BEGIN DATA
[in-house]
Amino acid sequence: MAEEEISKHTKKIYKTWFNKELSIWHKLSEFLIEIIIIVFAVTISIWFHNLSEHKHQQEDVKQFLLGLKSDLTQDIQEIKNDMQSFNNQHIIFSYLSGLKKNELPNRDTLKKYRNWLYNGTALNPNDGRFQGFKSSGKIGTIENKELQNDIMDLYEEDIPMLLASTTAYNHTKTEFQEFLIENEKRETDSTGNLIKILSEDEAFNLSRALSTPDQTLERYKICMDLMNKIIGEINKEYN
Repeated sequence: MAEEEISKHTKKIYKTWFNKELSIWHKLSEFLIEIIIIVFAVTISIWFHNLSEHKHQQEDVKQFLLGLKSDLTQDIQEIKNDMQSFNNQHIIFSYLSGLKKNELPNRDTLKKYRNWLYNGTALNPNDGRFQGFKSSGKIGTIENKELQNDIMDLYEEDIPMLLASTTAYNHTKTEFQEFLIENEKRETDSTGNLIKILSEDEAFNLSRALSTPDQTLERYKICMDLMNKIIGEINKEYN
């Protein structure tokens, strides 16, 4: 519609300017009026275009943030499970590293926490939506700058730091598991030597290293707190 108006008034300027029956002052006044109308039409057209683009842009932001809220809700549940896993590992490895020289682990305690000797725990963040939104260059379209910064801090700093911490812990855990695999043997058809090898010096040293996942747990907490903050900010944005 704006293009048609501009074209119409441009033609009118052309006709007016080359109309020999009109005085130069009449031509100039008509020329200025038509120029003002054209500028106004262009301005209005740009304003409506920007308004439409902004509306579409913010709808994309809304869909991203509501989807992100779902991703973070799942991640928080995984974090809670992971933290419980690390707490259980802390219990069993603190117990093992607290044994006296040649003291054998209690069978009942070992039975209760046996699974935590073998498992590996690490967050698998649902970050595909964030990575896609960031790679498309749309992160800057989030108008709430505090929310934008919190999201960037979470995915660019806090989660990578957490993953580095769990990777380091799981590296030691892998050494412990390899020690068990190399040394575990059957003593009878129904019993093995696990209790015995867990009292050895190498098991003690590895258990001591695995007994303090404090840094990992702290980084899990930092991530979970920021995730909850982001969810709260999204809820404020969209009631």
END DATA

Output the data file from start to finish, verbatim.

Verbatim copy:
[in-house]
Amino acid sequence: MAEEEISKHTKKIYKTWFNKELSIWHKLSEFLIEIIIIVFAVTISIWFHNLSEHKHQQEDVKQFLLGLKSDLTQDIQEIKNDMQSFNNQHIIFSYLSGLKKNELPNRDTLKKYRNWLYNGTALNPNDGRFQGFKSSGKIGTIENKELQNDIMDLYEEDIPMLLASTTAYNHTKTEFQEFLIENEKRETDSTGNLIKILSEDEAFNLSRALSTPDQTLERYKICMDLMNKIIGEINKEYN
Repeated sequence: MAEEEISKHTKKIYKTWFNKELSIWHKLSEFLIEIIIIVFAVTISIWFHNLSEHKHQQEDVKQFLLGLKSDLTQDIQEIKNDMQSFNNQHIIFSYLSGLKKNELPNRDTLKKYRNWLYNGTALNPNDGRFQGFKSSGKIGTIENKELQNDIMDLYEEDIPMLLASTTAYNHTKTEFQEFLIENEKRETDSTGNLIKILSEDEAFNLSRALSTPDQTLERYKICMDLMNKIIGEINKEYN
């Protein structure tokens, strides 16, 4: 519609300017009026275009943030499970590293926490939506700058730091598991030597290293707190 108006008034300027029956002052006044109308039409057209683009842009932001809220809700549940896993590992490895020289682990305690000797725990963040939104260059379209910064801090700093911490812990855990695999043997058809090898010096040293996942747990907490903050900010944005 704006293009048609501009074209119409441009033609009118052309006709007016080359109309020999009109005085130069009449031509100039008509020329200025038509120029003002054209500028106004262009301005209005740009304003409506920007308004439409902004509306579409913010709808994309809304869909991203509501989807992100779902991703973070799942991640928080995984974090809670992971933290419980690390707490259980802390219990069993603190117990093992607290044994006296040649003291054998209690069978009942070992039975209760046996699974935590073998498992590996690490967050698998649902970050595909964030990575896609960031790679498309749309992160800057989030108008709430505090929310934008919190999201960037979470995915660019806090989660990578957490993953580095769990990777380091799981590296030691892998050494412990390899020690068990190399040394575990059957003593009878129904019993093995696990209790015995867990009292050895190498098991003690590895258990001591695995007994303090404090840094990992702290980084899990930092991530979970920021995730909850982001969810709260999204809820404020969209009631």